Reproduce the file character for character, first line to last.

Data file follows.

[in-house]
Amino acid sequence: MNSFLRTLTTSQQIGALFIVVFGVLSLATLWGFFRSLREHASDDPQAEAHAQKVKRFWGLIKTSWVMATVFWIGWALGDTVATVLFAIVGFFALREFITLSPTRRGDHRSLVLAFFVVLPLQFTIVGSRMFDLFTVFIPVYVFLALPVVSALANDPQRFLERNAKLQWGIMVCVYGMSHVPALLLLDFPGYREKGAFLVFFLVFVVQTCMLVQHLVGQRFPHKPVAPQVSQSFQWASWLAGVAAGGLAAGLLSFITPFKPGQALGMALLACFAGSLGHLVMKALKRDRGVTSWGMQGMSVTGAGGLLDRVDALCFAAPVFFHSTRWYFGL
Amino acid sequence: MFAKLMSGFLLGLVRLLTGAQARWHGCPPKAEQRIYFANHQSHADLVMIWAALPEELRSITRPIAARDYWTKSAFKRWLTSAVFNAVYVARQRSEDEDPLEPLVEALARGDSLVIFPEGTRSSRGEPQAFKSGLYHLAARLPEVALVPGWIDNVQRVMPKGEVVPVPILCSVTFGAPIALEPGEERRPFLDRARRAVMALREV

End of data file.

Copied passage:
[in-house]
Amino acid sequence: MNSFLRTLTTSQQIGALFIVVFGVLSLATLWGFFRSLREHASDDPQAEAHAQKVKRFWGLIKTSWVMATVFWIGWALGDTVATVLFAIVGFFALREFITLSPTRRGDHRSLVLAFFVVLPLQFTIVGSRMFDLFTVFIPVYVFLALPVVSALANDPQRFLERNAKLQWGIMVCVYGMSHVPALLLLDFPGYREKGAFLVFFLVFVVQTCMLVQHLVGQRFPHKPVAPQVSQSFQWASWLAGVAAGGLAAGLLSFITPFKPGQALGMALLACFAGSLGHLVMKALKRDRGVTSWGMQGMSVTGAGGLLDRVDALCFAAPVFFHSTRWYFGL
Amino acid sequence: MFAKLMSGFLLGLVRLLTGAQARWHGCPPKAEQRIYFANHQSHADLVMIWAALPEELRSITRPIAARDYWTKSAFKRWLTSAVFNAVYVARQRSEDEDPLEPLVEALARGDSLVIFPEGTRSSRGEPQAFKSGLYHLAARLPEVALVPGWIDNVQRVMPKGEVVPVPILCSVTFGAPIALEPGEERRPFLDRARRAVMALREV